The strength of polyester, aluminium and steel dictated the size of tables in this series by Belgian architects Office Kersten Geers David Van Severen (+ slideshow).
Office KGDVS worked in collaboration with engineer Arthur de Roover to demonstrate the structural properties of different materials.
They created a set of three tables – entitled Prototype 1 to 3 – for Belgian furniture brand Maniera, with legs and frames made from extruded 5-by-5-centimetre L-shaped profiles of the chosen materials.
The smallest table uses extruded polyester, a product more commonly used in the pharmaceutical industry.
In this material, the profiles are able to produce a square table with a span of 100 centimetres and support the weight of everyday objects placed on top.
Kept at the same width as the first design for comparison, the aluminium table managed a span of 185 centimetres and the steel table extended to 260 centimetres.
An epoxy coating on all three tabletops creates a uniform surface across the three prototypes and provides a contrast to the profiles.
The legs are detachable to allow flat-pack shipping. A metal connection pin is used to attach the vertical elements to the horizontal table top.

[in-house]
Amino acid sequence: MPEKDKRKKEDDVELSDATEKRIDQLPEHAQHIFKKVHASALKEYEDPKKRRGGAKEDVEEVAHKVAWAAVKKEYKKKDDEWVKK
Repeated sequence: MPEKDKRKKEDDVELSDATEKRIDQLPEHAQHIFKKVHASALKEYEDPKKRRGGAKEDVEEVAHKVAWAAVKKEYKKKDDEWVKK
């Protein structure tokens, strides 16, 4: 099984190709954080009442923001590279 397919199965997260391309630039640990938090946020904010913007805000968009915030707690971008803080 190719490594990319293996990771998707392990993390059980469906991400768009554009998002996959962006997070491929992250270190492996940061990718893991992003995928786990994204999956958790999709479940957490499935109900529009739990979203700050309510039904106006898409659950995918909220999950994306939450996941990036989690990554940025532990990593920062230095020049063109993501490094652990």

This "cuff button" – as the designers have named it – sits in the inner part of the L-profiles.
Accompanying the tables, the Solo Chair references Thonet's No.6822 walking-stick chair.
The circular seat has a small square table suspended above it. A steel stabiliser on the lower part of the diagonal support provides a counter-balance for the weight of the table and any objects placed on it.
The collection was launched earlier this year alongside work by Dutch artist and architect Anne Holptrop at an exhibition held in the loft-like home of Maniera co-founders Kwinten Lavigne and Amaryllis Jacobs – a former jazz club and lingerie factory in downtown Brussels.
Photography is by Sven Laurent.